The iPhone 7 Plus’s stunner of a camera has reinvigorated the smartphone industry’s pursuit of dual-sensor tech. Sony, a major smartphone camera supplier, said dual-lens camera modules would appear in a number of high-end handsets in the coming months. LG’s top-of-the-line G5 sports a dual-sensor camera, as does Huawei’s P9. And phonemakers aren’t the only companies jumping aboard. Another is veritable chipmaker Qualcomm, and on Wednesday, the company took the wraps off its latest dual-camera project: Clear Sight.
Qualcomm describes Clear Sight as a “processing solution” for phones with dual cameras, and that’s more or less the gist. The platform comprises a hardware module, a Snapdragon 820 or 821 processor, and a “computational low light … algorithm,” and leverages dual cameras to produce photos with contrast, sharpness, and clarity better than what they’d spit out independently. The key is the method of capture: While one sensor grabs a monochrome image, the other, captures a full-color frame in tandem.
The improvements are reportedly measurable. The black-and-white sensor is able to capture light three times better than its color-capturing companion, Qualcomm said, while the color sensor’s able to nab a much more nuanced light spectrum than it’d be otherwise able. There’s a downside in that few phones on the market pack the requisite hardware — one of the newest, LG’s V20, specifically doesn’t because of sensors that have “incompatible lens angles” — but Qualcomm said it’s working with manufacturers to build Clear Sight into future smartphones.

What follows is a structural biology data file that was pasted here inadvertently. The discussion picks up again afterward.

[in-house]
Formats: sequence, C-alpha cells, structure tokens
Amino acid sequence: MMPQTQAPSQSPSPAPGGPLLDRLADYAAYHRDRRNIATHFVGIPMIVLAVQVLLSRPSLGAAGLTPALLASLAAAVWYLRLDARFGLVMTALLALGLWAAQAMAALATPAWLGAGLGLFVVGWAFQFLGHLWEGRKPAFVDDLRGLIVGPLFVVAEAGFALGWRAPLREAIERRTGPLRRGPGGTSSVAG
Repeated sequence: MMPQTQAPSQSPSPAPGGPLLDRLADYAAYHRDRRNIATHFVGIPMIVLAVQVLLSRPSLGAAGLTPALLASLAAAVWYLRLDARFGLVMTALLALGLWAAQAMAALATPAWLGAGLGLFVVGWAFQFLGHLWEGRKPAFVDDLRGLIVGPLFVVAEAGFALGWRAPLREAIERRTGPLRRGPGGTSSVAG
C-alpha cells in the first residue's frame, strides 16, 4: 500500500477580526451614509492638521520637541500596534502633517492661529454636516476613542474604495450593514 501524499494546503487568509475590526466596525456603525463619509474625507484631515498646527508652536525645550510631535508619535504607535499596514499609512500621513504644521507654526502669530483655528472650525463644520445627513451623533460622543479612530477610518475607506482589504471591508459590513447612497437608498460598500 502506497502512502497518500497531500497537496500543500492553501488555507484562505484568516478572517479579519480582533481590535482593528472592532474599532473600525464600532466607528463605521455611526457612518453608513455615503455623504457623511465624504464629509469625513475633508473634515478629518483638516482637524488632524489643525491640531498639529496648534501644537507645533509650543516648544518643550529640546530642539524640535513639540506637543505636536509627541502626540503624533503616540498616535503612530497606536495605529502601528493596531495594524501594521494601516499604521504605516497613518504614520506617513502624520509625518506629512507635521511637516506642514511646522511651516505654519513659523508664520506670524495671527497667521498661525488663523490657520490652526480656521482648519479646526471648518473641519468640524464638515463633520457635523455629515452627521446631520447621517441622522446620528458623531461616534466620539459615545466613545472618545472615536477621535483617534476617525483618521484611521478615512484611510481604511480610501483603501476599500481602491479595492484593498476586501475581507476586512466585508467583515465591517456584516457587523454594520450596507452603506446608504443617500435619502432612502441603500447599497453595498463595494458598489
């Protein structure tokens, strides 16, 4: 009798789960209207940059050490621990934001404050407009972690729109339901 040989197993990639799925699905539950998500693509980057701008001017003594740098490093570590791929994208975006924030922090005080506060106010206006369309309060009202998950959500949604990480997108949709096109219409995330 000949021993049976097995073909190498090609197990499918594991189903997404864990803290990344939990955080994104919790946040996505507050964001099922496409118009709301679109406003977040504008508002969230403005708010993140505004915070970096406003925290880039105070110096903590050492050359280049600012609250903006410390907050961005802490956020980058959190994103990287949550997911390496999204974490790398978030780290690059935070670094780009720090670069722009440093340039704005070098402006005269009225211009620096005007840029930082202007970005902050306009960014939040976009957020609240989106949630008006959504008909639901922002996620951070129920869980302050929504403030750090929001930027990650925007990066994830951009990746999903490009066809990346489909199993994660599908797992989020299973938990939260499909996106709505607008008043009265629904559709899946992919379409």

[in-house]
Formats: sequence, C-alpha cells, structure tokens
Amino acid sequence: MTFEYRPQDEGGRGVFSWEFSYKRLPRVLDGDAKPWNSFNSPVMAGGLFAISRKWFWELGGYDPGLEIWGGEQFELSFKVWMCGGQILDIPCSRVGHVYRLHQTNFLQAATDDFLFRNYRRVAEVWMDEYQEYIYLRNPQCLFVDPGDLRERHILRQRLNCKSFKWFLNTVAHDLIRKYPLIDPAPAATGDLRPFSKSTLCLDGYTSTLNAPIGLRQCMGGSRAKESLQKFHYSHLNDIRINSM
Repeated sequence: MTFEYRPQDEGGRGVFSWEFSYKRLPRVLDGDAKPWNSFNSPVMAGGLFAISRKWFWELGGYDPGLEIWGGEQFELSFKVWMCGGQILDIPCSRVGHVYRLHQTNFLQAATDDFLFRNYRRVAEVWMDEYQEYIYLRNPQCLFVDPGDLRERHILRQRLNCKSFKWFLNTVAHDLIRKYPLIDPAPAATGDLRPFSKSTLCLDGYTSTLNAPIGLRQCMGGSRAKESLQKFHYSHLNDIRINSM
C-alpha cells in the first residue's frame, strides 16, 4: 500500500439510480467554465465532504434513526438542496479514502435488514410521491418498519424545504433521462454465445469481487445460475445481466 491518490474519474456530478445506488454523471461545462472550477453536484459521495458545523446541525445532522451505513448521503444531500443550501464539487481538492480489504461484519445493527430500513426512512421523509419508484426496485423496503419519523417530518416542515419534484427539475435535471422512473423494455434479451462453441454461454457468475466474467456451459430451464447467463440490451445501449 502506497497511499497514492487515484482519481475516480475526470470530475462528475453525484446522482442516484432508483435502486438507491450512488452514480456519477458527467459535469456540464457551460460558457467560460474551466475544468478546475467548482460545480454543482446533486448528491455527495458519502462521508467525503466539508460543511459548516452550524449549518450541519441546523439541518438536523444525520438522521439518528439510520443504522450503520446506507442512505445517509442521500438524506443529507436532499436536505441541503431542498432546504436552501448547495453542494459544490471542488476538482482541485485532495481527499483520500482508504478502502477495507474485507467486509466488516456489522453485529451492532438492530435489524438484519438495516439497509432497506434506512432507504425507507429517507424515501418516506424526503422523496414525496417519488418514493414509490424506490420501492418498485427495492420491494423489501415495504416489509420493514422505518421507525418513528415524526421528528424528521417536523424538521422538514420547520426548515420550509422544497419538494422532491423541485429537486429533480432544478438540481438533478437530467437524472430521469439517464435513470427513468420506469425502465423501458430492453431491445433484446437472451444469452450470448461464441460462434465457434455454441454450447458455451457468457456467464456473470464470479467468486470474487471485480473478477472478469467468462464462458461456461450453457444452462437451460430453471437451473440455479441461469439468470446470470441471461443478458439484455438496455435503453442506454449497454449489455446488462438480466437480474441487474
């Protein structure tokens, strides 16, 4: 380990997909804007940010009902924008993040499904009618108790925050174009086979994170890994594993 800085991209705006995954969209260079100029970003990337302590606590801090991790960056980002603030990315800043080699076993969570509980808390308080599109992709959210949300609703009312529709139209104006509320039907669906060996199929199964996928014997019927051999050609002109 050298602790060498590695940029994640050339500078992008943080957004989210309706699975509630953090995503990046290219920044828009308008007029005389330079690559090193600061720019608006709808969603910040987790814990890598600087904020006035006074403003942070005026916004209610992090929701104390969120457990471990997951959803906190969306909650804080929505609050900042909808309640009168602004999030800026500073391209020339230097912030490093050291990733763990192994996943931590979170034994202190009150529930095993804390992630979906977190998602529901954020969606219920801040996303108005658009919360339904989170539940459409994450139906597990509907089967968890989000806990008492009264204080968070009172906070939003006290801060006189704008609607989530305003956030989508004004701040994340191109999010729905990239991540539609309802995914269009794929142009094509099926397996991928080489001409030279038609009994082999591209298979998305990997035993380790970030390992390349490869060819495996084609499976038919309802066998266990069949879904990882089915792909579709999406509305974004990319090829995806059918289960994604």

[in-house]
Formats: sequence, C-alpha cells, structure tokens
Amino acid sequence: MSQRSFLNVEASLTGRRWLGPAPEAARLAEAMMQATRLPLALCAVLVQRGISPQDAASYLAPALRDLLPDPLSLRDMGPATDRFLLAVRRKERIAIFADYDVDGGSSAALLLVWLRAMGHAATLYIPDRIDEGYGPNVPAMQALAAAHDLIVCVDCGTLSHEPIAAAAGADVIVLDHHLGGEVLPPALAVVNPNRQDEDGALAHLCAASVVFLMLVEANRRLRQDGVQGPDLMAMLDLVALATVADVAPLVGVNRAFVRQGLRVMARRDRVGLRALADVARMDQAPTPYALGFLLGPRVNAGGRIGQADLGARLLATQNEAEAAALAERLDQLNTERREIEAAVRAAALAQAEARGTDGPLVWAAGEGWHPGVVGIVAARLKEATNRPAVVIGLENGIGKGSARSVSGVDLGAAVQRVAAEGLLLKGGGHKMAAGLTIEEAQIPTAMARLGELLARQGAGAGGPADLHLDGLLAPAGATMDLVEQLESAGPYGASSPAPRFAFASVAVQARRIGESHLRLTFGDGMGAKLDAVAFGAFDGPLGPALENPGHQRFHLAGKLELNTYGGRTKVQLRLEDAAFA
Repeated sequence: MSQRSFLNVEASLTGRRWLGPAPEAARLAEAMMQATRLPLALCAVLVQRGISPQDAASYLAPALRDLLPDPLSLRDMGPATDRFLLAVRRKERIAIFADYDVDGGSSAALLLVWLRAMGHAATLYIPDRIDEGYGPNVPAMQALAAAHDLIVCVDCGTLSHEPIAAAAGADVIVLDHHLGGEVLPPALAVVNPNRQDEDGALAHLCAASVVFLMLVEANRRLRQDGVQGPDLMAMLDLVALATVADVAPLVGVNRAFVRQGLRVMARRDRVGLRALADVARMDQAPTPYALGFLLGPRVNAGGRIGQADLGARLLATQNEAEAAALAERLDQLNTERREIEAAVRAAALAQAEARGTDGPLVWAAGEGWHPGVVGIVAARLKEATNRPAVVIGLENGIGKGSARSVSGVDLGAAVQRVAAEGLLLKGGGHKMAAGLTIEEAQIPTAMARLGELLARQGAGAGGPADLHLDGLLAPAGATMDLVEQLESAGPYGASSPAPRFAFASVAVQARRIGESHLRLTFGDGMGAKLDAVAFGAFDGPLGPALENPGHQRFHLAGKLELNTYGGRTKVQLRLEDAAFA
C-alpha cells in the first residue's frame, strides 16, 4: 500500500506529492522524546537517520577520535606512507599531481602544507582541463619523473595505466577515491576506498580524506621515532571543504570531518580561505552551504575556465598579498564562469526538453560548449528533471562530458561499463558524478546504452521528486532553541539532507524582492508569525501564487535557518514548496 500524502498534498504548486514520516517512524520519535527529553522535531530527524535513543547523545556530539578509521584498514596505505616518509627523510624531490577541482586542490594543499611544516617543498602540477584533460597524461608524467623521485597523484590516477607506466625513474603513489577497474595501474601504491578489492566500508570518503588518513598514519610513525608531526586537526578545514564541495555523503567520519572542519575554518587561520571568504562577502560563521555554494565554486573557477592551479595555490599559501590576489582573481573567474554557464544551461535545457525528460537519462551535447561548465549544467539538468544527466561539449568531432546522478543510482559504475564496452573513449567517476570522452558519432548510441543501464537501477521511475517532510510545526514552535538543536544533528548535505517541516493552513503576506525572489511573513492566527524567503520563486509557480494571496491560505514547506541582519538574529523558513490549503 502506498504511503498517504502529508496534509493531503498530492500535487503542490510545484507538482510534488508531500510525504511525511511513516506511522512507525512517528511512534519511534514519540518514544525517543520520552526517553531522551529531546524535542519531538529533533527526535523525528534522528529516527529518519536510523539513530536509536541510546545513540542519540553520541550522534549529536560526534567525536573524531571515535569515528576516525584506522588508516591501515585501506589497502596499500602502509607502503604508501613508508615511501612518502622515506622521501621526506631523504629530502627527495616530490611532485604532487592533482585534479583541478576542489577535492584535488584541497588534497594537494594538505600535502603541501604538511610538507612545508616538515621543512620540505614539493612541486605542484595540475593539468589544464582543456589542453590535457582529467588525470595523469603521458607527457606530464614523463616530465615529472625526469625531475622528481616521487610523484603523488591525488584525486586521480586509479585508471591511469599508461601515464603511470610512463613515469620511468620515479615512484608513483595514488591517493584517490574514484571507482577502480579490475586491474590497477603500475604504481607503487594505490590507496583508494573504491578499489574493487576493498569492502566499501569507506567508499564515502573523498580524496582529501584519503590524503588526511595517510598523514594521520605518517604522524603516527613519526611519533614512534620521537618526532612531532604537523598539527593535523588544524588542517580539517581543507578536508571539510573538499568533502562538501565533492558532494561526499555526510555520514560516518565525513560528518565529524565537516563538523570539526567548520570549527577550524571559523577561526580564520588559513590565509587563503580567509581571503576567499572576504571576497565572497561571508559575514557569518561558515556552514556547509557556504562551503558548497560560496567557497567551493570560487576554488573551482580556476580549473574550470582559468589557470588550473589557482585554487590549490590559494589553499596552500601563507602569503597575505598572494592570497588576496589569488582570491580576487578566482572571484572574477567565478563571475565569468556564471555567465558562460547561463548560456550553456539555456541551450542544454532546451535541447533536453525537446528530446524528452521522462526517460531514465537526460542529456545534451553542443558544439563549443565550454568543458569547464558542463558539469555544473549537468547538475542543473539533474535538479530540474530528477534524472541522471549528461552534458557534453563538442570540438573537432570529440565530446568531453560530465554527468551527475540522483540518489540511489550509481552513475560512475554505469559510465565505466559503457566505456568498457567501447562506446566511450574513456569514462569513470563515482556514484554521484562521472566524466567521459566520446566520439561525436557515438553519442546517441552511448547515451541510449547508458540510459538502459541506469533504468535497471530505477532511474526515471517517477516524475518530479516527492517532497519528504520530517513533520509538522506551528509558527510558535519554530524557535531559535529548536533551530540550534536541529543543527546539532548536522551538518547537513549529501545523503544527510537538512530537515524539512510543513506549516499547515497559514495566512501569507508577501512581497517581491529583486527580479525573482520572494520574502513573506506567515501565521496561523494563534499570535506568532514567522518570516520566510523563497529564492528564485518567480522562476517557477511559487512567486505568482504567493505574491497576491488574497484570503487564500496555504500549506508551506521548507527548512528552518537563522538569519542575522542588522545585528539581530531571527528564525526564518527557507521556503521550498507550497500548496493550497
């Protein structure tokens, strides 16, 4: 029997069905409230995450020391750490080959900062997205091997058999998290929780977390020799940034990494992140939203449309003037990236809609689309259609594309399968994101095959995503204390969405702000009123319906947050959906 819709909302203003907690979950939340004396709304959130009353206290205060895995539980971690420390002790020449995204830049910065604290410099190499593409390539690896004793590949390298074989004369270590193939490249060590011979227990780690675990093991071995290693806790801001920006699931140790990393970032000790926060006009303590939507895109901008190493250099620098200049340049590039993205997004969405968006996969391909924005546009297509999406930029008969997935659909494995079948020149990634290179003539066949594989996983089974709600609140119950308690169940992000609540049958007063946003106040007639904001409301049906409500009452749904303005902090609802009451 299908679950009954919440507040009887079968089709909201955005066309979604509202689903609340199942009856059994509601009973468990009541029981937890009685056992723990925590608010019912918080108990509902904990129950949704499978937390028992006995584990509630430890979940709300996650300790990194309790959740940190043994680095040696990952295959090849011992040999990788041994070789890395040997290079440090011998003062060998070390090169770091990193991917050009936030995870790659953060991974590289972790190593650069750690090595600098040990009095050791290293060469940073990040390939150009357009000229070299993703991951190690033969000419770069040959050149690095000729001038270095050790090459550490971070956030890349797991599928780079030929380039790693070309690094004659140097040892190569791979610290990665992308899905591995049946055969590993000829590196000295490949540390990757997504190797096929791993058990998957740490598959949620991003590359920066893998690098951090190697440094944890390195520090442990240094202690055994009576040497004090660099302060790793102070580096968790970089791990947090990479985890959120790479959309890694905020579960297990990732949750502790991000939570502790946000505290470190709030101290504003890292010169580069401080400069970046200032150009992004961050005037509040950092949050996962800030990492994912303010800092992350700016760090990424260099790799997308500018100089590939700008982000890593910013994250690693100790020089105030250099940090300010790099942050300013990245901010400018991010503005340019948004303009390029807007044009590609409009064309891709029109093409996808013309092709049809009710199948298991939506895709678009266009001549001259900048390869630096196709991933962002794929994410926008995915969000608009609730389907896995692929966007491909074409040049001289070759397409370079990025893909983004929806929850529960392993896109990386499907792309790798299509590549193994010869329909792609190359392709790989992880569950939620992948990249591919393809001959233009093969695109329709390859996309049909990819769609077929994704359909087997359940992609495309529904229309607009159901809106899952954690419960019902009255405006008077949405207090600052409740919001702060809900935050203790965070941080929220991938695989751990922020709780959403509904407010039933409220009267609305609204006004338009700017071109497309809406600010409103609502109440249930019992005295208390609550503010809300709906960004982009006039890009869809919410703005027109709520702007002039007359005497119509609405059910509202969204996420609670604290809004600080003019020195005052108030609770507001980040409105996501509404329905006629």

Clear Sight is an expansion of the imaging platform that Qualcomm launched last October. The chipmaker rolled out specialized hardware, a dual-image signal processor (ISP) dubbed Spectra, destined for two-sensor camera phones like the ZTE Axon and Axon Pro HTC One M8, and HTC Butterfly 3. It facilitates image processing between the twin shooters, of course, but enables a bevy of features besides. One, “refocus,” allows the adjustment of an image’s focus by simultaneously capturing different focal lengths between the phones’ cameras. Another, “segmentation,” maps a pic’s foreground and background focus planes. And a third, fast autofocus, boosts the speed at which the cameras narrow on focus planes.
They’re far different approaches than the one Apple’s taken with the iPhone 7 Plus. The handset’s module combines image data from two rear-facing sensors — a wide-angle lens and a 2x telephoto — in order to deliver optical zoom without loss of detail. In the near future, it’ll gain another unique trick: the ability to simulate bokeh, or depth of field. Apple said that functionality will roll out in October.
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